A Colorado high school senior is suing school officials after they told him he couldn’t meet with his Christian friends during a “free period.” The group had been peacefully meeting for over three years for encouragement, prayer, and singing when officials suddenly ordered the students to stop.
Chase Windebank has been informally leading a prayer meeting with fellow students since he was a freshman at Pine Creek High School, a 4A-school in Colorado Springs. Like many high schools across the state, Pine Creek has a 40-minute, non-teaching period built into the daily schedule, which the school calls “seminar.” After teachers take attendance and read school announcements, students are permitted to leave seminar on certain days to meet with counselors, tutors, or teachers if they need extra help or to take make-up tests. Seminar also “provides a forum for students to develop meaningful relationships that enhance academic achievement, encourage positive community involvement, provide character education, and increase connectedness with school,” according to the district’s parent guide.
The broad definition allows students to “engage in a virtually unlimited variety of activities of the students’ own choosing,” including playing on their electronic devices, hanging out with friends, and both formal and informal club meetings, the lawsuit notes.
When school started in August, Windebank began facilitating prayer meetings on Mondays and Fridays during seminar in the choir room, with the choir teacher’s permission. The meeting averaged about 90 students in attendance. But on Sept. 29, the school’s assistant principal called Windebank into the office and told him he could no longer hold prayer meetings during school hours because it violated “the separation of church and state.” Windebank cancelled the upcoming meeting and began researching his legal rights. He presented his findings to the principal in hopes the meetings could be reinstated. But when the issue was not quickly resolved, Windebank enlisted the help of Alliance Defending Freedom (ADF), a pro-bono legal group specializing in religious liberty issues. ADF sent a letter to the district, outlining the situation, and asking the school to lift the ban on the prayer meetings, noting it violated Windebank’s constitutional rights.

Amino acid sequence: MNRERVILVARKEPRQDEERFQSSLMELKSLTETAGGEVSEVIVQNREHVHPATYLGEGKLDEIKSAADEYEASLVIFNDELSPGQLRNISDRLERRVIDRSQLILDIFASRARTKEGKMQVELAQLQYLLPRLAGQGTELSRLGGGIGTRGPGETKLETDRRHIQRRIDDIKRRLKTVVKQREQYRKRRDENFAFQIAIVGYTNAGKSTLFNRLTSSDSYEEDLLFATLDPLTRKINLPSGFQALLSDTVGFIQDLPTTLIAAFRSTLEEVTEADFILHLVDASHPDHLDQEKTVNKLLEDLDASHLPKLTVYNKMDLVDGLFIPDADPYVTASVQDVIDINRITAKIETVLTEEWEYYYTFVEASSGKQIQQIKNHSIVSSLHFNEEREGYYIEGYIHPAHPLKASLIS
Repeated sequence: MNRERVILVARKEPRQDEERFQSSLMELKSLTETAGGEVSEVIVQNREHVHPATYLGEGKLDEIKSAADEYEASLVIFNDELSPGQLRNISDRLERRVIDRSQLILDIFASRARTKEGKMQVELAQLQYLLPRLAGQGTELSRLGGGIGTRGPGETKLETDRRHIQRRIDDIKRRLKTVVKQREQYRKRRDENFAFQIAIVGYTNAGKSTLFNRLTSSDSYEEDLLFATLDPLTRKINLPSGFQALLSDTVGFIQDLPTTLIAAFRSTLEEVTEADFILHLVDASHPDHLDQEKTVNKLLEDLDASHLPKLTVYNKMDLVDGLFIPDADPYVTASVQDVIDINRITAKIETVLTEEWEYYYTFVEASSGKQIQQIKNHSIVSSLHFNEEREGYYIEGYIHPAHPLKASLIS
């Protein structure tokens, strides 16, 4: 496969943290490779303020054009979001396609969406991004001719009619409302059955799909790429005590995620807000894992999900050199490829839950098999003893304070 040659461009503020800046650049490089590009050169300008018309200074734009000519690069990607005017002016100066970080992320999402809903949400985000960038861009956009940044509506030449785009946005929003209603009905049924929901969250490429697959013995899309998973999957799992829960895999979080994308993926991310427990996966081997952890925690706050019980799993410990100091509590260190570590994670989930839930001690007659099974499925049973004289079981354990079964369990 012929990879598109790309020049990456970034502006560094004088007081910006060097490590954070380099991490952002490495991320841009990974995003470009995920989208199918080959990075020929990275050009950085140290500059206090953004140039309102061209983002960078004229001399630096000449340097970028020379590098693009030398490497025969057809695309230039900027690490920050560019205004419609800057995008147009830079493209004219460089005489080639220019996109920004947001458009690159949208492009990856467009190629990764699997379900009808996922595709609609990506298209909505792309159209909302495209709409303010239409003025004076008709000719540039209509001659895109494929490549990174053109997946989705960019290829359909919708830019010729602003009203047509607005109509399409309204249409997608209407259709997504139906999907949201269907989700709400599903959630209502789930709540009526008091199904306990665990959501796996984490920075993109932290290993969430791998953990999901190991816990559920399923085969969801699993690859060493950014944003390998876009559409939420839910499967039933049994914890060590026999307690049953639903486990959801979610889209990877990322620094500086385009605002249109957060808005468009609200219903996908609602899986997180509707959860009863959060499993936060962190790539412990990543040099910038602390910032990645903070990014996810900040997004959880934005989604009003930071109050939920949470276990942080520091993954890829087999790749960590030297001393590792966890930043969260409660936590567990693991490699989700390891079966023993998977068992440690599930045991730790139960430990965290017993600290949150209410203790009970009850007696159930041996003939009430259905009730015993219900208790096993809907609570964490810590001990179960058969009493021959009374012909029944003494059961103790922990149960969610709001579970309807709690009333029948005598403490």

After the district’s attorney responded, asserting “non-curriculum related groups” are only permitted to meet during “non-instructional time,” that is, before or after school, ADF filed suit in Colorado District Court.
“This censorship of Chase’s religious speech—while permitting similar, but nonreligious, private speech from other students regarding the same and similar subject matters—also constitutes viewpoint discrimination, which is unconstitutional in any type of forum,” the lawsuit states.
Local and national media devoured the story, prompting school officials to email parents to defend their position. The Nov. 10 email claimed seminar is not an “open time” for students, but rather is “counted as academic time toward the minimum hours of instruction that schools are required to provide by state law, and therefore, must be used for academic purposes.” It claimed students only leave the classroom for “curriculum-related activities,” and students are not allowed to participate in “noncurriculum-related activities, religious or otherwise, or participate in non-curriculum related clubs.”
But the district’s claims do not line up with descriptions in its 2014-2015 student handbook, which describes seminar as “open” time and notes club meetings may be scheduled during that time.
“There’s no instruction in seminar,” said Melissa Nowlin, a Colorado Springs resident with two juniors at Pine Creek and a daughter who graduated last year. “Kids check in, get announcements, leave and go hang out with their friends. Sometimes they have a pancake breakfast. Are they counting that as academic learning?”
But the problem may be in the way the school counts the time. Pine Creek gives a half-credit each semester for the class, at least partially supporting its claim the class counts as “academic time.”
On Nov. 18, the liberal-leaning Colorado Springs Gazette posted an editorial suggesting the school might have a hard time defending its position based on what it’s allowed students to do in the past.
“If the free time allows nearly all verbal activities except for prayer, an investigation by the plaintiffs’ attorneys will likely prove it,” the editors wrote. “Windebank and his friends have been meeting to pray for the past three years. By deposing a large sample of teachers and seminar students, who have been given free time during the past three years, truth should emerge.”
— by Sarah Padbury